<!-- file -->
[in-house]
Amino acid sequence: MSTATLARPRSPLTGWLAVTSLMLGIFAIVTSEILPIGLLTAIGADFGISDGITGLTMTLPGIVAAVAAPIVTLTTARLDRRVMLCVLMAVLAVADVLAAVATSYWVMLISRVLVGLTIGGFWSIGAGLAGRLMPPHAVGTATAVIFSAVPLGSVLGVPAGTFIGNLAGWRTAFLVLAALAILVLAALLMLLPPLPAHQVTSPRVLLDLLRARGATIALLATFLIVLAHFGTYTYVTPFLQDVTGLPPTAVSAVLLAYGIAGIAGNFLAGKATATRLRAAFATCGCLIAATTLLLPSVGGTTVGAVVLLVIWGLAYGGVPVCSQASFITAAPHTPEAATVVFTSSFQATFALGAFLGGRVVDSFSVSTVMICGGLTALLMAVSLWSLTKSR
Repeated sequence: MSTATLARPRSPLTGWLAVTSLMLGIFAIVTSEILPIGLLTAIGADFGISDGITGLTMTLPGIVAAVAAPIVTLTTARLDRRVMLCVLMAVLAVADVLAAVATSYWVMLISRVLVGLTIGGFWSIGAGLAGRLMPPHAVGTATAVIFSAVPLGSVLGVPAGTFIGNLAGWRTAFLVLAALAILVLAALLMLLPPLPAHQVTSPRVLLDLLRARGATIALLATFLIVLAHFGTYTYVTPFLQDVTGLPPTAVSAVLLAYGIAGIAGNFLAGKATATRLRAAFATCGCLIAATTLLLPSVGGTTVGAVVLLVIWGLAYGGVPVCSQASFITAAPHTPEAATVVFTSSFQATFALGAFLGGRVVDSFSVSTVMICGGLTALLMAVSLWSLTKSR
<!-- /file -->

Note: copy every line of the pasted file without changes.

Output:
[in-house]
Amino acid sequence: MSTATLARPRSPLTGWLAVTSLMLGIFAIVTSEILPIGLLTAIGADFGISDGITGLTMTLPGIVAAVAAPIVTLTTARLDRRVMLCVLMAVLAVADVLAAVATSYWVMLISRVLVGLTIGGFWSIGAGLAGRLMPPHAVGTATAVIFSAVPLGSVLGVPAGTFIGNLAGWRTAFLVLAALAILVLAALLMLLPPLPAHQVTSPRVLLDLLRARGATIALLATFLIVLAHFGTYTYVTPFLQDVTGLPPTAVSAVLLAYGIAGIAGNFLAGKATATRLRAAFATCGCLIAATTLLLPSVGGTTVGAVVLLVIWGLAYGGVPVCSQASFITAAPHTPEAATVVFTSSFQATFALGAFLGGRVVDSFSVSTVMICGGLTALLMAVSLWSLTKSR
Repeated sequence: MSTATLARPRSPLTGWLAVTSLMLGIFAIVTSEILPIGLLTAIGADFGISDGITGLTMTLPGIVAAVAAPIVTLTTARLDRRVMLCVLMAVLAVADVLAAVATSYWVMLISRVLVGLTIGGFWSIGAGLAGRLMPPHAVGTATAVIFSAVPLGSVLGVPAGTFIGNLAGWRTAFLVLAALAILVLAALLMLLPPLPAHQVTSPRVLLDLLRARGATIALLATFLIVLAHFGTYTYVTPFLQDVTGLPPTAVSAVLLAYGIAGIAGNFLAGKATATRLRAAFATCGCLIAATTLLLPSVGGTTVGAVVLLVIWGLAYGGVPVCSQASFITAAPHTPEAATVVFTSSFQATFALGAFLGGRVVDSFSVSTVMICGGLTALLMAVSLWSLTKSR